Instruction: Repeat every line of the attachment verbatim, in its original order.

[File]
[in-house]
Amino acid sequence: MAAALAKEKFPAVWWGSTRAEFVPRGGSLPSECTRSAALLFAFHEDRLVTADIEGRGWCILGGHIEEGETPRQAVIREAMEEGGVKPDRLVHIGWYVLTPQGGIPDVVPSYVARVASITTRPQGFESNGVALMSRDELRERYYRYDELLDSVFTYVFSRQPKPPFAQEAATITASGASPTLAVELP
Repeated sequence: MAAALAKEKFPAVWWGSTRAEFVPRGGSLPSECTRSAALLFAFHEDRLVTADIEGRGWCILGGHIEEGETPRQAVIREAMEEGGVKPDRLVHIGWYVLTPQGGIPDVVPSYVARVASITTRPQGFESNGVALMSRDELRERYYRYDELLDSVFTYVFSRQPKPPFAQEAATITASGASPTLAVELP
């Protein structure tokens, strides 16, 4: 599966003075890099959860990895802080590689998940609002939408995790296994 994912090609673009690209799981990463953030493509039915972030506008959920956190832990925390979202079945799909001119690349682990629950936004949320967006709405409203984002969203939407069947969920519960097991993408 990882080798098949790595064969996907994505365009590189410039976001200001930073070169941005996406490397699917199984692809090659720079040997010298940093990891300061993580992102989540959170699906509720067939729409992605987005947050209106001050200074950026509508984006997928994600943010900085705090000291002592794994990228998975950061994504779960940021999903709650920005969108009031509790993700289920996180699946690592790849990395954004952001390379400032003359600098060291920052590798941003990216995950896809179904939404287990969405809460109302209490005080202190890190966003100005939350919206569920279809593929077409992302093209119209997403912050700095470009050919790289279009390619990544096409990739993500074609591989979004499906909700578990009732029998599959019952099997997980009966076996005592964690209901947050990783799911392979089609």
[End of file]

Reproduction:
[in-house]
Amino acid sequence: MAAALAKEKFPAVWWGSTRAEFVPRGGSLPSECTRSAALLFAFHEDRLVTADIEGRGWCILGGHIEEGETPRQAVIREAMEEGGVKPDRLVHIGWYVLTPQGGIPDVVPSYVARVASITTRPQGFESNGVALMSRDELRERYYRYDELLDSVFTYVFSRQPKPPFAQEAATITASGASPTLAVELP
Repeated sequence: MAAALAKEKFPAVWWGSTRAEFVPRGGSLPSECTRSAALLFAFHEDRLVTADIEGRGWCILGGHIEEGETPRQAVIREAMEEGGVKPDRLVHIGWYVLTPQGGIPDVVPSYVARVASITTRPQGFESNGVALMSRDELRERYYRYDELLDSVFTYVFSRQPKPPFAQEAATITASGASPTLAVELP
């Protein structure tokens, strides 16, 4: 599966003075890099959860990895802080590689998940609002939408995790296994 994912090609673009690209799981990463953030493509039915972030506008959920956190832990925390979202079945799909001119690349682990629950936004949320967006709405409203984002969203939407069947969920519960097991993408 990882080798098949790595064969996907994505365009590189410039976001200001930073070169941005996406490397699917199984692809090659720079040997010298940093990891300061993580992102989540959170699906509720067939729409992605987005947050209106001050200074950026509508984006997928994600943010900085705090000291002592794994990228998975950061994504779960940021999903709650920005969108009031509790993700289920996180699946690592790849990395954004952001390379400032003359600098060291920052590798941003990216995950896809179904939404287990969405809460109302209490005080202190890190966003100005939350919206569920279809593929077409992302093209119209997403912050700095470009050919790289279009390619990544096409990739993500074609591989979004499906909700578990009732029998599959019952099997997980009966076996005592964690209901947050990783799911392979089609």